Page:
Multigenerational Travel: Pipsqueaks, Grandparentals and Everyone in Between
We are deep believers in connecting with family through travel, so it comes as no surprise to us that taking the kids – and grandma too – along on vacation is one of this year’s top travel trends. By traveling together with younger and older relatives, families can create closer bonds and lasting memories — and parents can get free baby-sitting and much-needed alone time.
Perhaps it all started with the destination wedding (where multiple generations were brought together to celebrate a special family occasion) or maybe it’s the proliferation in vacation home rentals (hello AirBnB!); but no matter the exact reason, while multigenerational travel is nothing new, it is definitely seeing a spike in popularity. These days, ”children are calling the shots, grandparents are increasingly funding the cost of the trip, and an overwhelming percentage of Millennials – 91% of those surveyed – say a multigenerational trip is something they try to take every year,”according to Lindsey Ueberroth, President & CEO of Preferred Hotel Group.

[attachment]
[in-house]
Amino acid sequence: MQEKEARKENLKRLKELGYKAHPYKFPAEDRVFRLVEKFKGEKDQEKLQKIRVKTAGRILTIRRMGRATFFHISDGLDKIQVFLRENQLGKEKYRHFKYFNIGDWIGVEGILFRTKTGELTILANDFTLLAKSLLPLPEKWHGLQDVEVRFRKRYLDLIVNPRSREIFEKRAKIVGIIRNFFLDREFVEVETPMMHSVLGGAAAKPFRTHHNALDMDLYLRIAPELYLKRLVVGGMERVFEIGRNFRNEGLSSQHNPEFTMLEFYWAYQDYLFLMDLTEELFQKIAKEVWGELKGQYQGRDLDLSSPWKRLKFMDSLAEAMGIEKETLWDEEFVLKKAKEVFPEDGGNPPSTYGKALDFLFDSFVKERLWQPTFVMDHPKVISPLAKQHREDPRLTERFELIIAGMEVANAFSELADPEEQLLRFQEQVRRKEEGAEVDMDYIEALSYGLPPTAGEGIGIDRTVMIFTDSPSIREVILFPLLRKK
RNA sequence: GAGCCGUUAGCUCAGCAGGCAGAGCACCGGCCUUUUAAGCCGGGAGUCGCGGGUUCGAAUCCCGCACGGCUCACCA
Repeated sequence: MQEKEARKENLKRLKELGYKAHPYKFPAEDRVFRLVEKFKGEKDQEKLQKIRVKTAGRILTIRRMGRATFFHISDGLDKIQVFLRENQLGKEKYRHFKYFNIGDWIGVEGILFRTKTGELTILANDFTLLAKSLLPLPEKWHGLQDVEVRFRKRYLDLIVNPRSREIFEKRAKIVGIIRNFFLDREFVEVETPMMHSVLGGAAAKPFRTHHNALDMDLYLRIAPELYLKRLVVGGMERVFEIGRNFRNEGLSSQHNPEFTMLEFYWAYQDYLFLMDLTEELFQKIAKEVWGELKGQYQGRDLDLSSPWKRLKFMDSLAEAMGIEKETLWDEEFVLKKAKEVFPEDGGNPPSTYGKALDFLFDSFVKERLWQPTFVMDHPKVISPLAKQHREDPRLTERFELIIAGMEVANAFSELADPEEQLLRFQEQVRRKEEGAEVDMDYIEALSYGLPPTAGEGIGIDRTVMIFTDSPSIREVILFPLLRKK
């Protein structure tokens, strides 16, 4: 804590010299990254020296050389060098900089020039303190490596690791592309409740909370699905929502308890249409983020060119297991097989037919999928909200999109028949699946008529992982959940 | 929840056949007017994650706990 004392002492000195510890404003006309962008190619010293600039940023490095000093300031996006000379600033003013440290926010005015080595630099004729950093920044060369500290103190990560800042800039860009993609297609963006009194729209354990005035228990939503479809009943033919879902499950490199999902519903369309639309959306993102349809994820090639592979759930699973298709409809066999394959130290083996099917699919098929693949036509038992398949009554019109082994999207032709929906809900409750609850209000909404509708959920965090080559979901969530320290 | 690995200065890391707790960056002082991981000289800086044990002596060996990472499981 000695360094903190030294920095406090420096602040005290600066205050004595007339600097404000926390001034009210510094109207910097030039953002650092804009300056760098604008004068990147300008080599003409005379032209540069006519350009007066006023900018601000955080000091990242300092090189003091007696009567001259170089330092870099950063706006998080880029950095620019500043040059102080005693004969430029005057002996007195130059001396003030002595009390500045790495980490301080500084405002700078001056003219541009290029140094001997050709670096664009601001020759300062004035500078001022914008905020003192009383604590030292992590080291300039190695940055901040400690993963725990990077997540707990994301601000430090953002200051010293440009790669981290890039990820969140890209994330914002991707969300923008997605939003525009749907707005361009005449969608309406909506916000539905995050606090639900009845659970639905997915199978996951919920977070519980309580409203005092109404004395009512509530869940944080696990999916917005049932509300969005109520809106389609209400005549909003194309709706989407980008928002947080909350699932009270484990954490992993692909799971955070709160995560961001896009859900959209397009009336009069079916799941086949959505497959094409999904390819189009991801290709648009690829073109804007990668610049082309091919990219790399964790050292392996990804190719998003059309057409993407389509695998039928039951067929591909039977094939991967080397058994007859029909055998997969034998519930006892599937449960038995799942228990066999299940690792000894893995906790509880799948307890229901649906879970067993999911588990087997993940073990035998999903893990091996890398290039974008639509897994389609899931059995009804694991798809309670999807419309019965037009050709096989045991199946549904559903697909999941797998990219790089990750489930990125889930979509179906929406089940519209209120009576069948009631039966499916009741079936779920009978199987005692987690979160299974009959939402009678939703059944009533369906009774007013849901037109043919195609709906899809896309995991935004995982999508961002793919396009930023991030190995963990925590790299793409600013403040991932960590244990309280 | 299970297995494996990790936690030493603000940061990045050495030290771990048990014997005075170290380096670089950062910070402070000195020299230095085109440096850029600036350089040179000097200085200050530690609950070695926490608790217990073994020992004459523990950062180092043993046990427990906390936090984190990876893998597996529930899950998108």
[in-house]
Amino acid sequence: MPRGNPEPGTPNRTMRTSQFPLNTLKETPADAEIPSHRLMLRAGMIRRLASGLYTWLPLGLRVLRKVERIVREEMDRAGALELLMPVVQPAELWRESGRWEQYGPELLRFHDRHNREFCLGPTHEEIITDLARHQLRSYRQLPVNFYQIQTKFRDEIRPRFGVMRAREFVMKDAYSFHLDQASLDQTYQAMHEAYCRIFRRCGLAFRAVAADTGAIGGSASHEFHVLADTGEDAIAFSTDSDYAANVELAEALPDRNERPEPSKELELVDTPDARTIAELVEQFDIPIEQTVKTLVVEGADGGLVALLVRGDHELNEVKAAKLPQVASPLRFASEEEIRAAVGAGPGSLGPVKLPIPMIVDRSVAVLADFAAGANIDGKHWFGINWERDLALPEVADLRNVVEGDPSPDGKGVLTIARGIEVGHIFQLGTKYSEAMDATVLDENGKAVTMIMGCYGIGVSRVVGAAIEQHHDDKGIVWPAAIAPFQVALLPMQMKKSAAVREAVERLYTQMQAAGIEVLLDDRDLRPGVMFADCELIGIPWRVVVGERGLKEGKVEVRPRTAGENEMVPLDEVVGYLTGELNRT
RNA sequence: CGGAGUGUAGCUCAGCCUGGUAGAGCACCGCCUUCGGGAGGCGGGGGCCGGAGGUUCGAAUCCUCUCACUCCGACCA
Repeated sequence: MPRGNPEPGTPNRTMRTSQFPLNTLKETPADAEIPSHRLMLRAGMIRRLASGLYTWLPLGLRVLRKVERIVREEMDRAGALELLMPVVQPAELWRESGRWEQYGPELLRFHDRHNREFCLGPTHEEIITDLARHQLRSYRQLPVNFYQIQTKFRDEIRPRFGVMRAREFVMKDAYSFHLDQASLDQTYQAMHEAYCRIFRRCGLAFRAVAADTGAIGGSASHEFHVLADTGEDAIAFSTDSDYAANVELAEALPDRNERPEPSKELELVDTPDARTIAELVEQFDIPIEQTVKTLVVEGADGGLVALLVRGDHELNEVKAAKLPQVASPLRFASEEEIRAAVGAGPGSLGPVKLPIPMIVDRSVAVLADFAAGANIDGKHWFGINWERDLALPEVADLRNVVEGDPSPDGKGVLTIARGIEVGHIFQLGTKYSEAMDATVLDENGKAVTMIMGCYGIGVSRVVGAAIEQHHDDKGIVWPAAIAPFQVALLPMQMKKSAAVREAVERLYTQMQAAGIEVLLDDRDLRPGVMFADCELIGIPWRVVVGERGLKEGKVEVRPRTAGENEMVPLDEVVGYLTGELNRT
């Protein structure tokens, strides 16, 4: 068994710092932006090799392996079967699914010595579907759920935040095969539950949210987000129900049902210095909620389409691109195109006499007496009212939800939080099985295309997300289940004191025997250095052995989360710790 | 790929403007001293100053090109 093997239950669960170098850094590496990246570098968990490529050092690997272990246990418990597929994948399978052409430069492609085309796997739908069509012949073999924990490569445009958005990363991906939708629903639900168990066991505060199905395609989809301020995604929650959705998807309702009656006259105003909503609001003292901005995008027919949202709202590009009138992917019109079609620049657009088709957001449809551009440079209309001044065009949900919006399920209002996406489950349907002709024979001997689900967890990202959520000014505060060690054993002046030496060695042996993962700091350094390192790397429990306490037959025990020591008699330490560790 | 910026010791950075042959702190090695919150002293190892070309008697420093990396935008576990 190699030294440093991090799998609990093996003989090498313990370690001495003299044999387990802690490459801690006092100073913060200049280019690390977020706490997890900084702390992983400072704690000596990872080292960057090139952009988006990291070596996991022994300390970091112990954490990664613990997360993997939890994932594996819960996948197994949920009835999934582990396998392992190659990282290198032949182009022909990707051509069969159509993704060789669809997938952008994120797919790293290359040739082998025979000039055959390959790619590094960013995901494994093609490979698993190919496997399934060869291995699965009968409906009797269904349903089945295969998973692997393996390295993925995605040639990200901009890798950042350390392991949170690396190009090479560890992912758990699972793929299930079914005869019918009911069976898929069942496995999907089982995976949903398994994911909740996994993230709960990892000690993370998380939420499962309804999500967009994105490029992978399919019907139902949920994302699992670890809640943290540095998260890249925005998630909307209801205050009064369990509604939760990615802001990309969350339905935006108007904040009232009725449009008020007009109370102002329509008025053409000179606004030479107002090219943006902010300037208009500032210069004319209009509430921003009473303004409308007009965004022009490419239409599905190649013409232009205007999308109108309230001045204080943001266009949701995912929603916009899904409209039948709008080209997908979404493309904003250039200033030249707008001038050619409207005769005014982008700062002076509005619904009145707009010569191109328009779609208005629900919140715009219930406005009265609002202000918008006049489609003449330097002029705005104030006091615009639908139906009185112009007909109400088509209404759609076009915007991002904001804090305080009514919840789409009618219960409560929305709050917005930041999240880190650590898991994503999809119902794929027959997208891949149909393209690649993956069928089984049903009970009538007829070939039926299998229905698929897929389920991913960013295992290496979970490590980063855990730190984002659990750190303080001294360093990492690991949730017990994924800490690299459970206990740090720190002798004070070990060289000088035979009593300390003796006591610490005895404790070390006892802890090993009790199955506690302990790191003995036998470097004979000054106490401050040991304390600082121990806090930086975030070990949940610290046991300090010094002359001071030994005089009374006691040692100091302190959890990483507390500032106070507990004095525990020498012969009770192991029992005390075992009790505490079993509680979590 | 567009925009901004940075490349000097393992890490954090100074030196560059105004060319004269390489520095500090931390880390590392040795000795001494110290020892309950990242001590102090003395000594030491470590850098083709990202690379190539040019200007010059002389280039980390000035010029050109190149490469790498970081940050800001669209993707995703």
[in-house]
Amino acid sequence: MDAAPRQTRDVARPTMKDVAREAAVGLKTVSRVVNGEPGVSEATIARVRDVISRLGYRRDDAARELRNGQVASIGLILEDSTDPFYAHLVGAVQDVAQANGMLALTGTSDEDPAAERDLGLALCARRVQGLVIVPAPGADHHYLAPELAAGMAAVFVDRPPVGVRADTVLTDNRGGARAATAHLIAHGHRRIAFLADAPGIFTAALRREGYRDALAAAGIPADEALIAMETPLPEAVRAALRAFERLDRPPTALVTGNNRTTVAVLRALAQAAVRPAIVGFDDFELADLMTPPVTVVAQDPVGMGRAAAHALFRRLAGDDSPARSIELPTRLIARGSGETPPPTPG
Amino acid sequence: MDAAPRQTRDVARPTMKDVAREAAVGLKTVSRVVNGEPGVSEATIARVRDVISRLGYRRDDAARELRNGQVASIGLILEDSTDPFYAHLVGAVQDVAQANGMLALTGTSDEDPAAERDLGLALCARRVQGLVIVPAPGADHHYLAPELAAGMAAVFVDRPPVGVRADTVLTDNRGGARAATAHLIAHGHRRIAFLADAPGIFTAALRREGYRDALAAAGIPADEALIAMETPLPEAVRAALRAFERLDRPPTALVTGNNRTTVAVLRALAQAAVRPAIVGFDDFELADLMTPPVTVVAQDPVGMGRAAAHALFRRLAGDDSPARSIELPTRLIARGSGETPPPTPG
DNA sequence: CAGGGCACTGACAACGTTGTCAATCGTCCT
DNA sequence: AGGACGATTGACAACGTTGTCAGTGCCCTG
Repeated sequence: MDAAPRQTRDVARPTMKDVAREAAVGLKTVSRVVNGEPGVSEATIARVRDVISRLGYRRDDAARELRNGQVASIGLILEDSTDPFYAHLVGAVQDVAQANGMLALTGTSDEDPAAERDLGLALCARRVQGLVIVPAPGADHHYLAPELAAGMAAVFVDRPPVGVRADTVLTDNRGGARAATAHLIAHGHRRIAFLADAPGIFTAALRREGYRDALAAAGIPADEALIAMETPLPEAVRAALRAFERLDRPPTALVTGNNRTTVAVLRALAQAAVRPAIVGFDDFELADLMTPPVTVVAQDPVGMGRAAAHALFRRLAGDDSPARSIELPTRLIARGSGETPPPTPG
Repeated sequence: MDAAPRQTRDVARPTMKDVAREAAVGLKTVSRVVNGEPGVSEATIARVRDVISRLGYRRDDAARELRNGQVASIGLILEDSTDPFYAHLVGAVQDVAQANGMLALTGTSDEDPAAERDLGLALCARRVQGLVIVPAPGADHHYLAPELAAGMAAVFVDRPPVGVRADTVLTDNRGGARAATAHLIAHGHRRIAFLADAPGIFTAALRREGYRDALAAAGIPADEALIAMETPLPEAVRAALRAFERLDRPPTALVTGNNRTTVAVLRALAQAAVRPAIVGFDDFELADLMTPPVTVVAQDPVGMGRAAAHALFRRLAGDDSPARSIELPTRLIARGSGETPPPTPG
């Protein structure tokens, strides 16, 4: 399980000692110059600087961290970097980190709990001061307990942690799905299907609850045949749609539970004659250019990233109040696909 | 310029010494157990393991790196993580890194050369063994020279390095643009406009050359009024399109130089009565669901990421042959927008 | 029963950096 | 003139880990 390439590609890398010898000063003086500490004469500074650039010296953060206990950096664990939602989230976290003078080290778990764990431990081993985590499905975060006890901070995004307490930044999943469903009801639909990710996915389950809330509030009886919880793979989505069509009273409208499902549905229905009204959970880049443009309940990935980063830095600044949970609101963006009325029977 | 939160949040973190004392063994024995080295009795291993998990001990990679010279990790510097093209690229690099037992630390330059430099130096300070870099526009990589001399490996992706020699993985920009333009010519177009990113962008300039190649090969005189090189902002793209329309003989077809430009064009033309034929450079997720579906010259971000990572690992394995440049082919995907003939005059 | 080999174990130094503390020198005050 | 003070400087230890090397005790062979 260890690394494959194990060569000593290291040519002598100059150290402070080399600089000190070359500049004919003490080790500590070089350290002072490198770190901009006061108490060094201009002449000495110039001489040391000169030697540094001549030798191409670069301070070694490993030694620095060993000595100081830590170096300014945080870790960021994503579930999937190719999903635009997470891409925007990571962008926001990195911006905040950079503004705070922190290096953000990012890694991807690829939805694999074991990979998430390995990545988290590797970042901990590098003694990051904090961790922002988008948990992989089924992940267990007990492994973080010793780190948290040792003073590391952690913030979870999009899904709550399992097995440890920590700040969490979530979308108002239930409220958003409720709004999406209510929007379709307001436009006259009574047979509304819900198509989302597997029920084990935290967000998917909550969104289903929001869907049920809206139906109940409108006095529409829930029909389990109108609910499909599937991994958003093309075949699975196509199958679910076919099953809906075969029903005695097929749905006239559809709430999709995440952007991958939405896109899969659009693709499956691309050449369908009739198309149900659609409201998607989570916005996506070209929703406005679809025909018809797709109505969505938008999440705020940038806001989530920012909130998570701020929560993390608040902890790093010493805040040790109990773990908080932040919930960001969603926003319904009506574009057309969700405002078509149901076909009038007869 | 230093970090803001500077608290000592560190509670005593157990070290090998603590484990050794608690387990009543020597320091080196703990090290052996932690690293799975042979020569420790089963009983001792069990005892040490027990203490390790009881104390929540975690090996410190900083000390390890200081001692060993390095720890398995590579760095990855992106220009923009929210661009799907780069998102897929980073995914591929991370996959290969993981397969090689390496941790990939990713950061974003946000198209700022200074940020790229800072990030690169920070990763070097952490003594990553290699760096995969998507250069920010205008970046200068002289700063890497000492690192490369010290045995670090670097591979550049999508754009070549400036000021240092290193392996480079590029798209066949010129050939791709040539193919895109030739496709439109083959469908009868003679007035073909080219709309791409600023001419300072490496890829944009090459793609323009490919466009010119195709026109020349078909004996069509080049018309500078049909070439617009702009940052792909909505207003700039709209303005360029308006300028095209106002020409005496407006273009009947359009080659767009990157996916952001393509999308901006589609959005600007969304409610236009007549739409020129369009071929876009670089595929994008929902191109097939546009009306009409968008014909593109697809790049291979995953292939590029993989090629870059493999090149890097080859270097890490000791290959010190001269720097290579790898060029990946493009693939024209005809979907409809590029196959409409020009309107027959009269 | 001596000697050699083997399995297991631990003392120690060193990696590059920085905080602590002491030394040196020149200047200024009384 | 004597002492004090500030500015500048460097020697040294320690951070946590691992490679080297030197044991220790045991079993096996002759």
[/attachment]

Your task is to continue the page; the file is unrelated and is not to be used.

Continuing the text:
Vice president of sales and marketing for Xanterra Parks & Resorts, Betsy O’Rourke concurs: “The combination of families being increasingly spread out geographically these days, the affordability of travel and a desire among Boomers to check off items on their travel bucket list, has triggered enormous growth in multi-generational travel. It’s a growth trend that’s likely to continue throughout 2018 because multi-generational travel checks off so many boxes. Not only do such trips provide quality time for families to reconnect in today’s fast-paced world, they’re a fun getaway for kids and an opportunity for the entire family to share experiences.”
Here are our top tips for great multi-generational family travel:
1 The more the merrier